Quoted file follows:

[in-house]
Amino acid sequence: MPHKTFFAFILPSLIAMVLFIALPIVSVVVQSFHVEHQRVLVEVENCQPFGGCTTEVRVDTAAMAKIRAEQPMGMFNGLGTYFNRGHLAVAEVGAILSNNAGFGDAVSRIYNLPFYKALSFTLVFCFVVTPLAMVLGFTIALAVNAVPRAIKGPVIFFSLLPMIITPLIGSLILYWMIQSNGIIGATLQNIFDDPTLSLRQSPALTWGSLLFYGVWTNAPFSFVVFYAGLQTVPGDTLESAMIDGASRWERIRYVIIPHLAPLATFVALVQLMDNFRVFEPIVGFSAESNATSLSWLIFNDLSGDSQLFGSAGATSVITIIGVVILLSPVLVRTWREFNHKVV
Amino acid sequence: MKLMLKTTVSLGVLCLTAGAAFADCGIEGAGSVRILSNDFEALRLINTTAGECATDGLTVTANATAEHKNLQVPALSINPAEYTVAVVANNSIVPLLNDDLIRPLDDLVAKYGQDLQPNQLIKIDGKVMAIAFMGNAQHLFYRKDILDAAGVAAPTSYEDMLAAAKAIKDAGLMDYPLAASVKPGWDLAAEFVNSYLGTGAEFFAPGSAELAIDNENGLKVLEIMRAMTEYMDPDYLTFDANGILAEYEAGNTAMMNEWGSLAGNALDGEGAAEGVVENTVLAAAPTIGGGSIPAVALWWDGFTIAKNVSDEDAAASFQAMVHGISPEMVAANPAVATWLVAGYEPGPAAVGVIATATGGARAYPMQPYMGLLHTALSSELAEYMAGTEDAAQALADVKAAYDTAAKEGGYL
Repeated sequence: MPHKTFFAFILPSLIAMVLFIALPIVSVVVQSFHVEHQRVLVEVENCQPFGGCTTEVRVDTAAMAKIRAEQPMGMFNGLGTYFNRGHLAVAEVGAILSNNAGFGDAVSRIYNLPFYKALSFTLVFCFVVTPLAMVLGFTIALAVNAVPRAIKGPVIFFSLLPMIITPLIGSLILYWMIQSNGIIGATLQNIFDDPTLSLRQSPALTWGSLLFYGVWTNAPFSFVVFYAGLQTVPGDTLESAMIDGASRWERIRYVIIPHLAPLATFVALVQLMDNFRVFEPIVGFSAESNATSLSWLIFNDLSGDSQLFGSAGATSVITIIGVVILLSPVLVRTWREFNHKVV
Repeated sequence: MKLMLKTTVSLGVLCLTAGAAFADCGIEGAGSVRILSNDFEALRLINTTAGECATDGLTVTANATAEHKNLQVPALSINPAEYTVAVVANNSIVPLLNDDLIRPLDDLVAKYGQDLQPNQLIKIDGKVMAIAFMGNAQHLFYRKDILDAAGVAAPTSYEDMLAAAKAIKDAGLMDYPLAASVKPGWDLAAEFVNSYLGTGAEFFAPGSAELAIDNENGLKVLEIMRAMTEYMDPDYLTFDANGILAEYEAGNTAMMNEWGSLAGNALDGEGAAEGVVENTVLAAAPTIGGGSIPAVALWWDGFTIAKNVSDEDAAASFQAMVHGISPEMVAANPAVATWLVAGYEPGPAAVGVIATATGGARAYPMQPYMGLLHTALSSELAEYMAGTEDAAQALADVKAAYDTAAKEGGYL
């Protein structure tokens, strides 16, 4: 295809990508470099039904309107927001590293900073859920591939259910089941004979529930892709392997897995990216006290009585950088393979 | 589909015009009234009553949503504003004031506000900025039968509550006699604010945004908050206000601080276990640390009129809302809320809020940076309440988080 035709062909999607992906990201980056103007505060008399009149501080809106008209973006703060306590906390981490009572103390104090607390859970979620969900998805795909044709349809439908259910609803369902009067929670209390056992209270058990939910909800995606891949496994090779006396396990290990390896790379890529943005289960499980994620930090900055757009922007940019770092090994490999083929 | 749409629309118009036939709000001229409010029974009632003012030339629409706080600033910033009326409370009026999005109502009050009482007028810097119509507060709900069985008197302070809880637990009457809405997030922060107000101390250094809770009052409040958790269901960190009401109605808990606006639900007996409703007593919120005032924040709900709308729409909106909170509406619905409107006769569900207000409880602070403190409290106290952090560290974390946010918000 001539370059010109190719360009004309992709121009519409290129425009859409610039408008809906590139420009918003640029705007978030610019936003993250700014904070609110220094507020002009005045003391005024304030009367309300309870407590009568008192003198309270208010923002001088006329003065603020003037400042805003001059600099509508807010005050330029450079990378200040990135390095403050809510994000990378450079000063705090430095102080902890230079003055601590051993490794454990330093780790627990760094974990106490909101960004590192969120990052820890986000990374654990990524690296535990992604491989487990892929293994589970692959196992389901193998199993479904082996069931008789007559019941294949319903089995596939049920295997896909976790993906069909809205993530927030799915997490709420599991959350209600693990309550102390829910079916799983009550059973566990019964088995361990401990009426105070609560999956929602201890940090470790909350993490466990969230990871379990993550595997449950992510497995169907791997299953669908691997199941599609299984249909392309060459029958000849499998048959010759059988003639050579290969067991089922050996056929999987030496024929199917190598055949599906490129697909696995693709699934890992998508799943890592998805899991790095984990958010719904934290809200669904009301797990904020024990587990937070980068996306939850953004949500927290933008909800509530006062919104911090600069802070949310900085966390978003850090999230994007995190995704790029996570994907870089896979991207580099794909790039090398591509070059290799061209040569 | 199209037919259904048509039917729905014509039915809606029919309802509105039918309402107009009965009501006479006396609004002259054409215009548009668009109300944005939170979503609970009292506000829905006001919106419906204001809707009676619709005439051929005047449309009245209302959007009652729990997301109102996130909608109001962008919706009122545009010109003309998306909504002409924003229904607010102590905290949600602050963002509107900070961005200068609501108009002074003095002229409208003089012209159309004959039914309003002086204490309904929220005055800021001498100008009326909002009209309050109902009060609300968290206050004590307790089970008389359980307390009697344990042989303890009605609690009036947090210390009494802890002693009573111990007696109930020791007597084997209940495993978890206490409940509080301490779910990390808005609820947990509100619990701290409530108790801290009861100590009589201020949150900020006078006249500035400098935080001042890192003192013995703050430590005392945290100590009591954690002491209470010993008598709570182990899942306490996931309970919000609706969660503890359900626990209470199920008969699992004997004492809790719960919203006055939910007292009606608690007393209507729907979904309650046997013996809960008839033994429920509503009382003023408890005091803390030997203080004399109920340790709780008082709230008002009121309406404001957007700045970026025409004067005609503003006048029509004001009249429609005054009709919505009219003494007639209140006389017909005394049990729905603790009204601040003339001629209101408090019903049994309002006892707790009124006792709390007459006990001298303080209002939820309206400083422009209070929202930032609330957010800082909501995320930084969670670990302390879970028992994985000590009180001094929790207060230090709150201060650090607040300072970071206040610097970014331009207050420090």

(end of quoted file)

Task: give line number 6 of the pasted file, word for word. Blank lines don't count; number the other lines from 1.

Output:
């Protein structure tokens, strides 16, 4: 295809990508470099039904309107927001590293900073859920591939259910089941004979529930892709392997897995990216006290009585950088393979 | 589909015009009234009553949503504003004031506000900025039968509550006699604010945004908050206000601080276990640390009129809302809320809020940076309440988080 035709062909999607992906990201980056103007505060008399009149501080809106008209973006703060306590906390981490009572103390104090607390859970979620969900998805795909044709349809439908259910609803369902009067929670209390056992209270058990939910909800995606891949496994090779006396396990290990390896790379890529943005289960499980994620930090900055757009922007940019770092090994490999083929 | 749409629309118009036939709000001229409010029974009632003012030339629409706080600033910033009326409370009026999005109502009050009482007028810097119509507060709900069985008197302070809880637990009457809405997030922060107000101390250094809770009052409040958790269901960190009401109605808990606006639900007996409703007593919120005032924040709900709308729409909106909170509406619905409107006769569900207000409880602070403190409290106290952090560290974390946010918000 001539370059010109190719360009004309992709121009519409290129425009859409610039408008809906590139420009918003640029705007978030610019936003993250700014904070609110220094507020002009005045003391005024304030009367309300309870407590009568008192003198309270208010923002001088006329003065603020003037400042805003001059600099509508807010005050330029450079990378200040990135390095403050809510994000990378450079000063705090430095102080902890230079003055601590051993490794454990330093780790627990760094974990106490909101960004590192969120990052820890986000990374654990990524690296535990992604491989487990892929293994589970692959196992389901193998199993479904082996069931008789007559019941294949319903089995596939049920295997896909976790993906069909809205993530927030799915997490709420599991959350209600693990309550102390829910079916799983009550059973566990019964088995361990401990009426105070609560999956929602201890940090470790909350993490466990969230990871379990993550595997449950992510497995169907791997299953669908691997199941599609299984249909392309060459029958000849499998048959010759059988003639050579290969067991089922050996056929999987030496024929199917190598055949599906490129697909696995693709699934890992998508799943890592998805899991790095984990958010719904934290809200669904009301797990904020024990587990937070980068996306939850953004949500927290933008909800509530006062919104911090600069802070949310900085966390978003850090999230994007995190995704790029996570994907870089896979991207580099794909790039090398591509070059290799061209040569 | 199209037919259904048509039917729905014509039915809606029919309802509105039918309402107009009965009501006479006396609004002259054409215009548009668009109300944005939170979503609970009292506000829905006001919106419906204001809707009676619709005439051929005047449309009245209302959007009652729990997301109102996130909608109001962008919706009122545009010109003309998306909504002409924003229904607010102590905290949600602050963002509107900070961005200068609501108009002074003095002229409208003089012209159309004959039914309003002086204490309904929220005055800021001498100008009326909002009209309050109902009060609300968290206050004590307790089970008389359980307390009697344990042989303890009605609690009036947090210390009494802890002693009573111990007696109930020791007597084997209940495993978890206490409940509080301490779910990390808005609820947990509100619990701290409530108790801290009861100590009589201020949150900020006078006249500035400098935080001042890192003192013995703050430590005392945290100590009591954690002491209470010993008598709570182990899942306490996931309970919000609706969660503890359900626990209470199920008969699992004997004492809790719960919203006055939910007292009606608690007393209507729907979904309650046997013996809960008839033994429920509503009382003023408890005091803390030997203080004399109920340790709780008082709230008002009121309406404001957007700045970026025409004067005609503003006048029509004001009249429609005054009709919505009219003494007639209140006389017909005394049990729905603790009204601040003339001629209101408090019903049994309002006892707790009124006792709390007459006990001298303080209002939820309206400083422009209070929202930032609330957010800082909501995320930084969670670990302390879970028992994985000590009180001094929790207060230090709150201060650090607040300072970071206040610097970014331009207050420090």